11/14/1312, Grant to Hugh le Despenser, … in the sum of 3,000 marks … of all custodies and marriages in the king’s hands … (S) CPRs.

5/3/1313, Protection for Hugh le Despenser, the elder, going beyond seas on the king’s service [with 17 others in his retinue including son Hugh. Hugh accompanied the King to Paris and then to Pontoise, France.] (S) CPRs.

6/24/1314, Hugh at the battle of Bannockburn. Hugh then accompanied the King to Dunbar, then by sea to Berwick.

12/4/1314, “… agreement between Sir Hugh le Despenser the father and John de St. Amand … that John shall take Margaret, Hugh’s daughter, to wife; …” (S) A Descriptive Catalog of Ancient Deeds.

11/23/1315, Licence for John de Crumbwelle and Idonia his wife to grant 11.5 knights’ fees … successive remainders … Hugh le Despenser the younger, Hugh le Despenser the elder, and to Edward son of Hugh le Despenser the younger … (S) CPRs.

6/1316, Hugh became King Edward II’s chief administrator.

1317, Hugh banished from England on the force of a coalition of barons.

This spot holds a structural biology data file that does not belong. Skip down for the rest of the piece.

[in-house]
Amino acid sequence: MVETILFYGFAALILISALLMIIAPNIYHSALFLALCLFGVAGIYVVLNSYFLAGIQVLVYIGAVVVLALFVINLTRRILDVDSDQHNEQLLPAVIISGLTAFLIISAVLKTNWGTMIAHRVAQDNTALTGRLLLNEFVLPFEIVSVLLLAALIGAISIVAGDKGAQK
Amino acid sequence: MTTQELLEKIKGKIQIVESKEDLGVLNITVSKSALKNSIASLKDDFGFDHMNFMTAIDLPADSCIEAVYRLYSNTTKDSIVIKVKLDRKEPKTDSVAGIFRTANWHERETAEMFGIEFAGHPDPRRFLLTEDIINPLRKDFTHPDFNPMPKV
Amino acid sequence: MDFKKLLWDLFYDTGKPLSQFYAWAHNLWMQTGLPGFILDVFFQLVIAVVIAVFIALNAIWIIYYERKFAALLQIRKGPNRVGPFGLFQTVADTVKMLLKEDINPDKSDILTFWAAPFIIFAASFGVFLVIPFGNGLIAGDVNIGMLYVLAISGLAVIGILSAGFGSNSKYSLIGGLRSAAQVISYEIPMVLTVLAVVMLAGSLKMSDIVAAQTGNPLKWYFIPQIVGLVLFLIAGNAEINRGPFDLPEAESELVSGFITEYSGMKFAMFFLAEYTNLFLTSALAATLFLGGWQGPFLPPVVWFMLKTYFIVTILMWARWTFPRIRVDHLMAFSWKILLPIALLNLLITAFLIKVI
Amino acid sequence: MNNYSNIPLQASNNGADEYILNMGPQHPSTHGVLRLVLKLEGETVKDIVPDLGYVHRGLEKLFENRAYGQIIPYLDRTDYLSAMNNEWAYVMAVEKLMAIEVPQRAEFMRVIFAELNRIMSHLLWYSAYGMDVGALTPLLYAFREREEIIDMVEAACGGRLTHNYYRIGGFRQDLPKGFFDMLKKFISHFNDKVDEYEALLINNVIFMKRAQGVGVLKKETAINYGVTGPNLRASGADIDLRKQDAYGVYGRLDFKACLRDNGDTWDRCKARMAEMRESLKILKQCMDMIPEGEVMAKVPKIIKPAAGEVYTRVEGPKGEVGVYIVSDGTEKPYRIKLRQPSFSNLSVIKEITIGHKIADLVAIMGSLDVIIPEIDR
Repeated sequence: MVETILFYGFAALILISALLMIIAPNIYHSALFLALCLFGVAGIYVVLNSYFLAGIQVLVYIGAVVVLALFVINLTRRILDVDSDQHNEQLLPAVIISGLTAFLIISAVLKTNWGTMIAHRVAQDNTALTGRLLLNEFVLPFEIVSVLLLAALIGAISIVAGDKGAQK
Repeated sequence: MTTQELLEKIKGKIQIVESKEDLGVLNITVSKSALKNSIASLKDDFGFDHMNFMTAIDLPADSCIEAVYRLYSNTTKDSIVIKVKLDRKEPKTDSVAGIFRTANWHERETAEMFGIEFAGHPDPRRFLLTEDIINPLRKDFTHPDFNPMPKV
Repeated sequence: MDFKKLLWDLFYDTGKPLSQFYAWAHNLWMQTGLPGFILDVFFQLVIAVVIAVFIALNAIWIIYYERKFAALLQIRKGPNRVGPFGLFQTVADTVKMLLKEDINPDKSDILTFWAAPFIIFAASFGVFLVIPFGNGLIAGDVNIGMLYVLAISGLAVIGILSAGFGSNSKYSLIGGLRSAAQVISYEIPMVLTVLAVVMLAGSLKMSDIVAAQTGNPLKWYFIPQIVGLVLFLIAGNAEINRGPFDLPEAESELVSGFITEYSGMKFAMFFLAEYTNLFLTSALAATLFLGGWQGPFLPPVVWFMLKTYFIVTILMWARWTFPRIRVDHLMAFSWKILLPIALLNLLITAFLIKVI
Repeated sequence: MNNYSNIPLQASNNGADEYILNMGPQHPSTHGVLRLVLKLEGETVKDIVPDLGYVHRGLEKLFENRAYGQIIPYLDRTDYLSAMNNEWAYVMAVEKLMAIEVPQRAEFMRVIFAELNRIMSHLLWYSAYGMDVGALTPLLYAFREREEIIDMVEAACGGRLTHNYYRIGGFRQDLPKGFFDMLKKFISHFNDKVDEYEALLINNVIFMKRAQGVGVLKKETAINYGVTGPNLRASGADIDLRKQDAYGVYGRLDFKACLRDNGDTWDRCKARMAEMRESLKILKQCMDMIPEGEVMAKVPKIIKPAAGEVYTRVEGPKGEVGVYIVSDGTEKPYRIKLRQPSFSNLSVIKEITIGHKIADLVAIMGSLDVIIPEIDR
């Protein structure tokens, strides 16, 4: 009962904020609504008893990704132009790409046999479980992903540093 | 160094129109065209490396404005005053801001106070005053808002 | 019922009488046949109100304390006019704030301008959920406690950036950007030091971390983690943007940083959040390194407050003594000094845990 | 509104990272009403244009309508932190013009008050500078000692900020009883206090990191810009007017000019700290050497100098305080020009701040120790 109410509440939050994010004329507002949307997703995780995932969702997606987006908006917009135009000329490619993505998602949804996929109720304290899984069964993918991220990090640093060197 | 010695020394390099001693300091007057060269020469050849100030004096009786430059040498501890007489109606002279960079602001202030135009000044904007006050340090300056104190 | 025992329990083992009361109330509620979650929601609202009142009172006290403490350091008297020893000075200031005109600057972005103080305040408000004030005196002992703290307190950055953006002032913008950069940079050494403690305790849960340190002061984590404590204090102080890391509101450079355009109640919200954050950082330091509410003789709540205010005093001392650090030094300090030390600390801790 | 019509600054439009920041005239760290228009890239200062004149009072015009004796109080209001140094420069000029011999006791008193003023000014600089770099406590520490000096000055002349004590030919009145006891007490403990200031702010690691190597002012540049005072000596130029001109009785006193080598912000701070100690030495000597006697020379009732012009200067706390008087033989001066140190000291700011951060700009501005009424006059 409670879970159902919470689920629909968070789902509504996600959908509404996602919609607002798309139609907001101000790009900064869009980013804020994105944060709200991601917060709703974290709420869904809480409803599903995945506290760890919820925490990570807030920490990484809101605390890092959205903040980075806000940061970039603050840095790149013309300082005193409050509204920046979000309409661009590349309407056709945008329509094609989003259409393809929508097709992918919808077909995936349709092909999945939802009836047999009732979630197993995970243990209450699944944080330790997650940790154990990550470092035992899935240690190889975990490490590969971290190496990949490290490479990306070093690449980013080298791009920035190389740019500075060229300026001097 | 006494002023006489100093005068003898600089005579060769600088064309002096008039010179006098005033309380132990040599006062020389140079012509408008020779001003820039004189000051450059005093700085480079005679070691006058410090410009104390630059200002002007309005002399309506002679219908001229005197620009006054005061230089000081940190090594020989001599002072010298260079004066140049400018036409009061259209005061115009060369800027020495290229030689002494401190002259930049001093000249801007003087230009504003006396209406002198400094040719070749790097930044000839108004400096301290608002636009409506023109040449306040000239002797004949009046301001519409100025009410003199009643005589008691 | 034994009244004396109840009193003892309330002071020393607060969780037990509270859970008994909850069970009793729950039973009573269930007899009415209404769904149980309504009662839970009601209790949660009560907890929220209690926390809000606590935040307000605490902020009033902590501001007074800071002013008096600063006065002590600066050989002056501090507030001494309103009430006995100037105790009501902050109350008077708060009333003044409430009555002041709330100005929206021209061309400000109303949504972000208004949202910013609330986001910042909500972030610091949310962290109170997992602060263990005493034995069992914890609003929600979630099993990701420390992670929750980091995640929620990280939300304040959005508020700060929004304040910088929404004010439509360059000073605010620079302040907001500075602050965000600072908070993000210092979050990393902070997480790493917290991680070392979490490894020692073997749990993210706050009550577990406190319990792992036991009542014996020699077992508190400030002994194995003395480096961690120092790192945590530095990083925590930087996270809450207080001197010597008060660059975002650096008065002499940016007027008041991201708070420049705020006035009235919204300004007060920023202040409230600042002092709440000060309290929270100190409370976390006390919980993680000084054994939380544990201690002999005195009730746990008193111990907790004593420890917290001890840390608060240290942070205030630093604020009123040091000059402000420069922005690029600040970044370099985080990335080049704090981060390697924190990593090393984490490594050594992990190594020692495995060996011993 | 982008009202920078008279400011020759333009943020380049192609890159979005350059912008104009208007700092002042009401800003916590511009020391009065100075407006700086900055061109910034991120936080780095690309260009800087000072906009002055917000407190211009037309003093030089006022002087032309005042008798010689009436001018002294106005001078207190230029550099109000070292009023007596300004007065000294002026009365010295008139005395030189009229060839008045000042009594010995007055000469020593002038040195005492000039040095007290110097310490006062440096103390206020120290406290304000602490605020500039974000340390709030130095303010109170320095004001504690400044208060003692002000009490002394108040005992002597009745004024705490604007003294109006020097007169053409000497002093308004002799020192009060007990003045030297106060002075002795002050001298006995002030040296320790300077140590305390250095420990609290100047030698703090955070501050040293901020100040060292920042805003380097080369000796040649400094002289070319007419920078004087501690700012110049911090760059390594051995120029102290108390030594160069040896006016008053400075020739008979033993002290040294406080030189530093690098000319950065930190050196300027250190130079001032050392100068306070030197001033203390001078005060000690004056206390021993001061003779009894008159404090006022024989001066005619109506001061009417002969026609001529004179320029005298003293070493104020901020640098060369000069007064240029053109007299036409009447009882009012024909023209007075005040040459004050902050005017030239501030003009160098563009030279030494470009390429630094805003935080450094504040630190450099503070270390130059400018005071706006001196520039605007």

1318, Edward II brought Hugh and his son back to the council. Hugh profited from his son’s rise in influence with Edward II and rose in power.

9/7/1319, Hugh [and his son] participated in the seige of Berwick on Tweed, Scotland.

5/1321, the “Marcher lords” [bordering on Wales] attacked the Despenser’s estates.

8/19/1321, Hugh’s corruption and unjust behaviour led to his being exiled again, along with his son. Hugh went to Flanders, and then to Bordeaux.

2/1322, Edward II recalled Hugh and his son to England.

5/10/1322, Hugh named Earl of Winchester; an action which enraged the Queen.

3/20/1322, Hugh a member of the group finding Thomas, Earl of Lancaster guilty of treason and sentenced to death.

5/30/1323, “Our Lord the King being at Bishopthorp near York … caused to be summoned before him at his council there … Edmund, Earl of Kent, his brother, … Hugh le Despenser, Earl of Winton, … Hugh le Despenser, junior, … William le Ros of Hamelake, … to deliberate upon a certain truce between the said king and Robert de Bruce …” (S) Monumenta de Insula Manniae, Oliver, 1860-62.

2/1324, in Parliament, Hugh accused Bishop Orleton of aiding in Roger Mortimer’s escape from the Tower.

1/1325, Hugh [in disagreement with his son] supported sending Queen Isabella to France on a peace mission.